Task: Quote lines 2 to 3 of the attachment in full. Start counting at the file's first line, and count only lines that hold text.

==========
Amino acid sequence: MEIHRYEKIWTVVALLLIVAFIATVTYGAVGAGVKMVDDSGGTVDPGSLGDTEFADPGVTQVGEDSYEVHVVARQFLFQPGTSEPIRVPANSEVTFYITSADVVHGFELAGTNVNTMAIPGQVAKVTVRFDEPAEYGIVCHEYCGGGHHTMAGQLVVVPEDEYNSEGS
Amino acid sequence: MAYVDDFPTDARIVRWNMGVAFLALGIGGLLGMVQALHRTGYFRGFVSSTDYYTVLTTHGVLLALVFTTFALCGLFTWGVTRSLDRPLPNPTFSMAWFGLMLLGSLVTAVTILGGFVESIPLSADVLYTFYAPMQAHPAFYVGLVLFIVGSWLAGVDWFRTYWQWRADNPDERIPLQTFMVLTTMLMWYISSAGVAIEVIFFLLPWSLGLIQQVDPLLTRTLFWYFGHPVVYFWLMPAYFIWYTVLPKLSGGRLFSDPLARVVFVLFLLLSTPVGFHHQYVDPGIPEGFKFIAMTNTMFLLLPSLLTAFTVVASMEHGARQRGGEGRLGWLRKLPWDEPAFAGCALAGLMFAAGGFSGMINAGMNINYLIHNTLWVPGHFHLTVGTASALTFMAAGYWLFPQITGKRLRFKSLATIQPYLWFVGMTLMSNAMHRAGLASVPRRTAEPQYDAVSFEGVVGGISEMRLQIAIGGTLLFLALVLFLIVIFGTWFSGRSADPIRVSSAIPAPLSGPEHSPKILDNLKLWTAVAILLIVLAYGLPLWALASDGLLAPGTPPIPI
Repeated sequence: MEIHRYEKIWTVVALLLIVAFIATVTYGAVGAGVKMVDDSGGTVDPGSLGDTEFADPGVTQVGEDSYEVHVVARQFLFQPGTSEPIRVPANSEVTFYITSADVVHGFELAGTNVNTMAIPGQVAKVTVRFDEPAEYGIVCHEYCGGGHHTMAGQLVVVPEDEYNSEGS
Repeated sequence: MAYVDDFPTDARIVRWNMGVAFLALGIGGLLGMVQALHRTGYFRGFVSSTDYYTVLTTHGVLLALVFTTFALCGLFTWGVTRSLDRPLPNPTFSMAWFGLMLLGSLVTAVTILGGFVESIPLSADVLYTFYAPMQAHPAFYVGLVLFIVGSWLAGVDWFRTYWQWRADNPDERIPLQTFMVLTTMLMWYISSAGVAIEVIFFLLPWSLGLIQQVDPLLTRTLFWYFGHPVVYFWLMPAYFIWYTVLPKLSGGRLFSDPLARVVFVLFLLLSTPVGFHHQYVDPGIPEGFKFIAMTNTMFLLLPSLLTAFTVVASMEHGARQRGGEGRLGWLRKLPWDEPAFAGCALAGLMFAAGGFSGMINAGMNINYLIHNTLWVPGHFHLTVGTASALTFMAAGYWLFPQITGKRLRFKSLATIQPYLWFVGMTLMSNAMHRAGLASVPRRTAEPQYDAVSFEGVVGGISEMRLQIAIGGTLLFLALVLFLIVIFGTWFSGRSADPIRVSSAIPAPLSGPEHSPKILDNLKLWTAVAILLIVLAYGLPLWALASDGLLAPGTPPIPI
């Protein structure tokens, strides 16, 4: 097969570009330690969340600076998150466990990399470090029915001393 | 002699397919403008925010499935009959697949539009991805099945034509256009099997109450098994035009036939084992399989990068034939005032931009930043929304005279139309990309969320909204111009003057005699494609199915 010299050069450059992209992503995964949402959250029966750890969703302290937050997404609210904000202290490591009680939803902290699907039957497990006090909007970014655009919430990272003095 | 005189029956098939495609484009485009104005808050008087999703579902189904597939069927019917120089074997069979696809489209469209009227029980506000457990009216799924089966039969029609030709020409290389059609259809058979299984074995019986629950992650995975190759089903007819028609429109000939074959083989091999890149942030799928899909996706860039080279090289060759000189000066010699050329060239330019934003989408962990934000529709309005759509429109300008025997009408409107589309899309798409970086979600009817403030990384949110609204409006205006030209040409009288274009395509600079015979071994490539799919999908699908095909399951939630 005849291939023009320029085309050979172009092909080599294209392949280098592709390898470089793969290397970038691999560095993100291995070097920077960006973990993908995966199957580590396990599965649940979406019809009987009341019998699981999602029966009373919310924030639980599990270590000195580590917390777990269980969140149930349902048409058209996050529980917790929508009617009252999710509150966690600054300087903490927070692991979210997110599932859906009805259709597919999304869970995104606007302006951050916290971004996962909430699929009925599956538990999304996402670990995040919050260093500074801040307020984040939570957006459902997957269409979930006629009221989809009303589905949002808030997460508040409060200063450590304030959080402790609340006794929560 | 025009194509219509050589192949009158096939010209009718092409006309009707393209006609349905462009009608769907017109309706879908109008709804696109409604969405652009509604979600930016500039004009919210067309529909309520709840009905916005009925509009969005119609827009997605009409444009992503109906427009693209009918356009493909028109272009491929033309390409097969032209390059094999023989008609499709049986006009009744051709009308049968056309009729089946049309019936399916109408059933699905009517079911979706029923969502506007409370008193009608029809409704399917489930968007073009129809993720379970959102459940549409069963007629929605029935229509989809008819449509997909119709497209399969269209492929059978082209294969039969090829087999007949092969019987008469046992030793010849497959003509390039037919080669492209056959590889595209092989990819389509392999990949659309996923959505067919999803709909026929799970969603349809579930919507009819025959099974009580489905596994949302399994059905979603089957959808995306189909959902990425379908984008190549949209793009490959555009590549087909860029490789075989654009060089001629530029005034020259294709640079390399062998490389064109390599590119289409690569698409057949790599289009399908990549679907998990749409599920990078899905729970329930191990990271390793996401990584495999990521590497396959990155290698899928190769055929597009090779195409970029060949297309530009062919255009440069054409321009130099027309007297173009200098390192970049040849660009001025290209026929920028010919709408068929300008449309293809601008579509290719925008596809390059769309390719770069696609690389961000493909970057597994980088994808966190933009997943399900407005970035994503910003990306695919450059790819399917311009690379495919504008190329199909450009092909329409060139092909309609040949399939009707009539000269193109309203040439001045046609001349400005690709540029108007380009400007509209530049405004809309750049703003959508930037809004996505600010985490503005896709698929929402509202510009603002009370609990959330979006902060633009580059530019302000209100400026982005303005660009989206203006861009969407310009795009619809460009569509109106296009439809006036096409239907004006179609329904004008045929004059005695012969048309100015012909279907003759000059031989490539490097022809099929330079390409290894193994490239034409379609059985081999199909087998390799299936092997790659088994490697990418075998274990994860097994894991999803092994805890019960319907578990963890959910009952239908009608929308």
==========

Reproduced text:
Amino acid sequence: MAYVDDFPTDARIVRWNMGVAFLALGIGGLLGMVQALHRTGYFRGFVSSTDYYTVLTTHGVLLALVFTTFALCGLFTWGVTRSLDRPLPNPTFSMAWFGLMLLGSLVTAVTILGGFVESIPLSADVLYTFYAPMQAHPAFYVGLVLFIVGSWLAGVDWFRTYWQWRADNPDERIPLQTFMVLTTMLMWYISSAGVAIEVIFFLLPWSLGLIQQVDPLLTRTLFWYFGHPVVYFWLMPAYFIWYTVLPKLSGGRLFSDPLARVVFVLFLLLSTPVGFHHQYVDPGIPEGFKFIAMTNTMFLLLPSLLTAFTVVASMEHGARQRGGEGRLGWLRKLPWDEPAFAGCALAGLMFAAGGFSGMINAGMNINYLIHNTLWVPGHFHLTVGTASALTFMAAGYWLFPQITGKRLRFKSLATIQPYLWFVGMTLMSNAMHRAGLASVPRRTAEPQYDAVSFEGVVGGISEMRLQIAIGGTLLFLALVLFLIVIFGTWFSGRSADPIRVSSAIPAPLSGPEHSPKILDNLKLWTAVAILLIVLAYGLPLWALASDGLLAPGTPPIPI
Repeated sequence: MEIHRYEKIWTVVALLLIVAFIATVTYGAVGAGVKMVDDSGGTVDPGSLGDTEFADPGVTQVGEDSYEVHVVARQFLFQPGTSEPIRVPANSEVTFYITSADVVHGFELAGTNVNTMAIPGQVAKVTVRFDEPAEYGIVCHEYCGGGHHTMAGQLVVVPEDEYNSEGS